The Eyes Have It

The Sliding Eyes: A definite welcome-spoiler.

The Sliding Eyes: A definite welcome-spoiler.

We church folks are coming up short on our welcome, and it’s our eyes that are giving it away. Spending the last few months in a sort of clerical no-(wo)man’s land has given me an unusual opportunity to make an informal study of hospitality at a variety of places, both church and non-church, and I think I’ve found something. As a vocational deacon in studies for priesthood, I’ve concluded my parish deacon assignment, and am waiting a few unassigned weeks to begin my new post as head of congregation to a small Episcopal congregation. It was on a visit to St. Somewhere Else that I first noticed the issue. I was there relatively incognito, having introduced myself to host clergy shortly before the service, but I was in my civvies and nobody in the pews knew me. As the service approached the exchange of peace, a traditional time of open greeting in the pews, I was a little giddy with excitement at the rare prospect of being an actual visitor, and receiving a real newcomer’s welcome. When the time came, I waited, small nice-to-meet-you smile in place, turning slightly side-to-side to be sure I didn’t miss anyone. I needn’t have worried. Busy hugging and saying hello to familiar friends, nobody on any side offered a welcome, asked me my name, or extended a hand. Finally, a woman in front of me, looking slightly annoyed she’d accidentally caught my eye, reached her hand out and said hello. And then it happened: The Sliding Eyes. That’s when a visitor gets a handshake, a greeting, but no measurable eye contact. Mid-handshake, the greeter’s pupils are sliding over to one side, anticipating the next person to talk to, instead of focusing on the visitor right in front of them. It happens when we are engaged in what I like to call Automatic Welcome Mode, an absent-minded, I’m-not-really-interested kind of greeting. The greeter may be a perfectly friendly person, perhaps even one of those tagged as gifted in hospitality, but this kind of welcome leaves a lot to be desired. Of course, as clergy, I wasn’t the newcomer anyone needed to worry about. But, even as clergy with somewhat thickened skin, I had to admit the Sliding Eyes still hurt a little. Nobody likes to feel like they don’t matter, or to discover they’re seeking spiritual or emotional inclusion in a closed system. I can only imagine what an actual first-time visitor would have felt in my shoes, and I shudder to think how a lonely, hurting visitor would feel. I started paying closer attention after that, and discovered the Sliding Eyes in a number of places – more churches, unfortunately – but also routinely in community activities and business situations.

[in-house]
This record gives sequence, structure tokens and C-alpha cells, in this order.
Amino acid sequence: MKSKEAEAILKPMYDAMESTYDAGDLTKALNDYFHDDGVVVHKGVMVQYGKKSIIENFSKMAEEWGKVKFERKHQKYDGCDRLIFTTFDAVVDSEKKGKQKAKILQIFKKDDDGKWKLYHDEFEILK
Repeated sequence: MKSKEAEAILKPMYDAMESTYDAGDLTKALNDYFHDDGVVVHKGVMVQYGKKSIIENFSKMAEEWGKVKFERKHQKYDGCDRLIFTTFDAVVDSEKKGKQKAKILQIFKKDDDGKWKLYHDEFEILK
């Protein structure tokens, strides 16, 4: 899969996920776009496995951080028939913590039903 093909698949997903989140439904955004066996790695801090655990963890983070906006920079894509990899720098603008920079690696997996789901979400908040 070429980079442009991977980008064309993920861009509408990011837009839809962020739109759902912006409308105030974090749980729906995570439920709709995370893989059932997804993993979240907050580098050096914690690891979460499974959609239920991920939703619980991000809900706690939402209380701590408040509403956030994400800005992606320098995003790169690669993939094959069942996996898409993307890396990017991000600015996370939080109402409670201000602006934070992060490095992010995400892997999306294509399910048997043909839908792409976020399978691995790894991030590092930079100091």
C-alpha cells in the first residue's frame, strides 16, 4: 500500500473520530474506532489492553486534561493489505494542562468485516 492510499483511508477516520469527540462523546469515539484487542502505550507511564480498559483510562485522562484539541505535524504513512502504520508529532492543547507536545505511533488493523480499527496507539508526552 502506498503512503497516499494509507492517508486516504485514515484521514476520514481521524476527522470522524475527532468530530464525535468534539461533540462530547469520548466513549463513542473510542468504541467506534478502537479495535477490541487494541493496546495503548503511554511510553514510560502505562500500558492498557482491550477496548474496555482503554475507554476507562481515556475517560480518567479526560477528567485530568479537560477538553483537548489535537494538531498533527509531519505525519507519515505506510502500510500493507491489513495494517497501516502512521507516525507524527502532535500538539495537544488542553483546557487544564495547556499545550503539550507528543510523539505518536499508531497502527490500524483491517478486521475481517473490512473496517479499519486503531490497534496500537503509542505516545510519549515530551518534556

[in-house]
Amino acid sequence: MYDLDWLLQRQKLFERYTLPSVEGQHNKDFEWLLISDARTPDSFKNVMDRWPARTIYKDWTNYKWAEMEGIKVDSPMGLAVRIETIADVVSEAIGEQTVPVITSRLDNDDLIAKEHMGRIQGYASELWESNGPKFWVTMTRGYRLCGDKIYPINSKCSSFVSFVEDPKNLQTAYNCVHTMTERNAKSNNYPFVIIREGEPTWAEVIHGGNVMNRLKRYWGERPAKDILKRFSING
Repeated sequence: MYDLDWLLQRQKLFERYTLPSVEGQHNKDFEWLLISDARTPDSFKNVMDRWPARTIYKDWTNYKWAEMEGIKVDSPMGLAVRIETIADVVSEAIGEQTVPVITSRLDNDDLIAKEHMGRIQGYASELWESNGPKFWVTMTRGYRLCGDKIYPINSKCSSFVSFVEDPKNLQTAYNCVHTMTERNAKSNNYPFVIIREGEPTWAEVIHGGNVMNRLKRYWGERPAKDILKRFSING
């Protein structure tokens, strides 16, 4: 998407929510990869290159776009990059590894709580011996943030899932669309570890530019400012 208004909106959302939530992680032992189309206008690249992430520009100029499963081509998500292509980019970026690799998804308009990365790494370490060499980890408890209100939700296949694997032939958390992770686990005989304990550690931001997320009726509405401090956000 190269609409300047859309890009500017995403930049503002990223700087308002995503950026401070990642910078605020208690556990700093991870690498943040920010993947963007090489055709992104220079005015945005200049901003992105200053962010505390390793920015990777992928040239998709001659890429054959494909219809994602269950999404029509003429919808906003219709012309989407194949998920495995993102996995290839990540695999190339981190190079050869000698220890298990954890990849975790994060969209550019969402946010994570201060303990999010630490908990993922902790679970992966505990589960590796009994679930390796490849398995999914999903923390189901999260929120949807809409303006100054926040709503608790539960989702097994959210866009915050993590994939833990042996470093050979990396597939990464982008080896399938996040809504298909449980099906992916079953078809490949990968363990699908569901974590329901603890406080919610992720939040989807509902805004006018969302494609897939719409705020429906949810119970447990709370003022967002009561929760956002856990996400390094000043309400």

Nope. Nope.


Of course, nobody wants to be stared down. But hospitality training should include making basic eye contact to authenticate a greeting or introduction. It could make a world of difference to the visitor. It conveys you are engaged/interested/invested in the Other. And isn’t that what we want our church visitors to know? Isn’t that what we believe about ourselves? There is so much out there on websites and social media about The Welcome. But from my experience in trying to prepare for church leadership, there is a lot published on welcomes about the What, but little about the How. It’s time to make eye contact with ourselves and the specific quality

Hello. I'm glad you came today. I hope you come back again.

Hello. I’m glad you came today.

of our welcome. We need to go beyond merely identifying those gifted in hospitality, tapping as well those in our churches who have the gift of making others feel like they matter and are included, drawing on their experience and encouragement to make out of us churches that aren’t afraid to look somebody in the eye and make them welcome.

One thought on “The Eyes Have It

  1. Good observations, Ashley. I’ve experienced the same thing as a visitor in other churches. As you know, in our Episcopal liturgy the “exchange of the peace” takes place immediately following the confession and absolution at which time we are inwardly at peace with God and our neighbor. In the pews we acknowledge this peace verbally, responding to the celebrant as s/he says “The peace of the Lord be always with you” with “And also with you.” Then we demonstrate this peace physically, as an outward and visible sign, by exchanging those same words with others in the pew near us. At least, that’s what I was taught back in the 1976-1978 “Trial Use” era.

    The problem now, it seems to me, is that those in the pews (and maybe the clergy as well) aren’t operating under the same guidelines. Visitors, of course, wouldn’t know the rubrics or theology informing this part of the liturgy. If they’ve come from another tradition where the service includes a “greet one another” or “exchange the right hand of fellowship” (or are in a church for the first time) visitors may feel shunned when either ignored or greeted simply with words that seem formal and perhaps foreign to them.

    If I were a head of congregation, I would do three things to try to prevent these situations in my congregation: 1) educate the congregation about the purpose and placement of “The Peace” in our Eucharistic liturgy; 2) include some sort of brief instruction, verbally or in the service leaflet, so that visitors would understand what’s going on; and 3) build in a time for greeting and fellowship aimed particularly at making visitors feel welcomed.

    That’s my two-cents worth. I like that you’re blogging and look forward to hearing more from you!

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